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African media insights on COVID-19 dominance in relation to other health issues in the region

Over the last 2 years since COVID-19 was declared a global pandemic, media houses across the world have been keen on highlighting the contagion and its new developments. In the backdrop of the other still existing health issues in Africa, the question is what will the health media focus on in a post COVID-19 world?

Baird’s CMC, a health communications and policy research consultancy,  conducted interviews with over 40 health journalists and editors in a bid to acquire an in-depth look into their opinions on COVID-19 dominance and the expected future trends. 

Interviewees from the West African region said that  an increased level of COVID-19 vaccine acceptance will inevitably translate into a reduction in the number of infections. This in turn will reduce the  focus on COVID and cause  a shift in coverage. According to a number of them, the expected timeline to see a change in the COVID-19 dominance is by June 2022. 

The East African media on the other hand were less optimistic, especially due to the emerging COVID-19 variants, and predicted that the pandemic will maintain top priority in coverage over the next two to three years. After this period, they reckon that long term effective solutions such as better COVID-19 vaccines will have been developed and deployed in Africa, turning the epidemic from critical to manageable.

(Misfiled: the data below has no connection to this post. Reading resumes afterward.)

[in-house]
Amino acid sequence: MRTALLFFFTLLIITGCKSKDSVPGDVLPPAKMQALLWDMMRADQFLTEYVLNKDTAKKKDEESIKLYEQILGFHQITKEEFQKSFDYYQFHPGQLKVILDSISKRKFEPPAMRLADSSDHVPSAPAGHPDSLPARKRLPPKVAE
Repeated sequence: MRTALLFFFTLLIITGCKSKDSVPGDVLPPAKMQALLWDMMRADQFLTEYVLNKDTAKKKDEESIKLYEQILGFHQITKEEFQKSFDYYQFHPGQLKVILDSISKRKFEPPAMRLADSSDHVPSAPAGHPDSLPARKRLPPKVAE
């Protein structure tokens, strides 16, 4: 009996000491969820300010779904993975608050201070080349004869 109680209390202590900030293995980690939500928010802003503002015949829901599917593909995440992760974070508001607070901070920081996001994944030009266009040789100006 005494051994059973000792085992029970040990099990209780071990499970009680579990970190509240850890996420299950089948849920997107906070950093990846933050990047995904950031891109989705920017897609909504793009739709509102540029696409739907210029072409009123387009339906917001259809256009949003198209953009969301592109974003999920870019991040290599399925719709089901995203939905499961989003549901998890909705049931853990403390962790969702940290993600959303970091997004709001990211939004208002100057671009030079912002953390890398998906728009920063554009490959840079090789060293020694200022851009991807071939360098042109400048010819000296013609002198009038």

According to the respondents, their main focus on COVID-19 will be its variants, vaccines, accessibility, vaccination rates, as well as herd immunity. In spite of the COVID-19 dominance, other infectious diseases will take centre stage as a result of the lessons learned from the massive infection rate of COVID-19. Healthcare systems will also increase their efforts towards universal health coverage.

Audiences have, the journalists said, become more interested in health and more knowledgeable about it so they expect  that  other health topics will continue making headlines. The future focus is likely to be on  non-communicable diseases such as cancer, diabetes, respiratory diseases and climate change linked vector borne diseases. HIV/AIDS, malaria and ebola will also continue getting coverage.

You can access the detailed report here

Interviews were conducted by Fundamento, Hyderus and SPAG, three of Baird’s CMC partners, along with Alfa Communications and Havas PR Milan.

About Baird’s and Hyderus

Baird’s CMC is a global communications, policy and market research consultancy. Their partners offer companies, foundations, multinational organisations, NGOs and governments a world-leading consulting team.Hyderus is a global leader in providing international health advisory services and strategic communication advice to assist public and private entities in shaping policy, priorities and public attitudes.

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